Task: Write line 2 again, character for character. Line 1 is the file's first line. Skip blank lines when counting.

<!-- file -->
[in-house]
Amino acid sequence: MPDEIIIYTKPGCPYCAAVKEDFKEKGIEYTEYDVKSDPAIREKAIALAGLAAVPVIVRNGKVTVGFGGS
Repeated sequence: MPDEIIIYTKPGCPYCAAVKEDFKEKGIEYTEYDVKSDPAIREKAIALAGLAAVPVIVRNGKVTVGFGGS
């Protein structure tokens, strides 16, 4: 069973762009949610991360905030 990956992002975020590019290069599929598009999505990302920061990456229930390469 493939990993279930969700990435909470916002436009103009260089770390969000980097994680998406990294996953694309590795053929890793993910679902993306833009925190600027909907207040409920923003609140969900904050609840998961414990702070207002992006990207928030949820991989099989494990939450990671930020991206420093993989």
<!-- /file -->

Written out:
Amino acid sequence: MPDEIIIYTKPGCPYCAAVKEDFKEKGIEYTEYDVKSDPAIREKAIALAGLAAVPVIVRNGKVTVGFGGS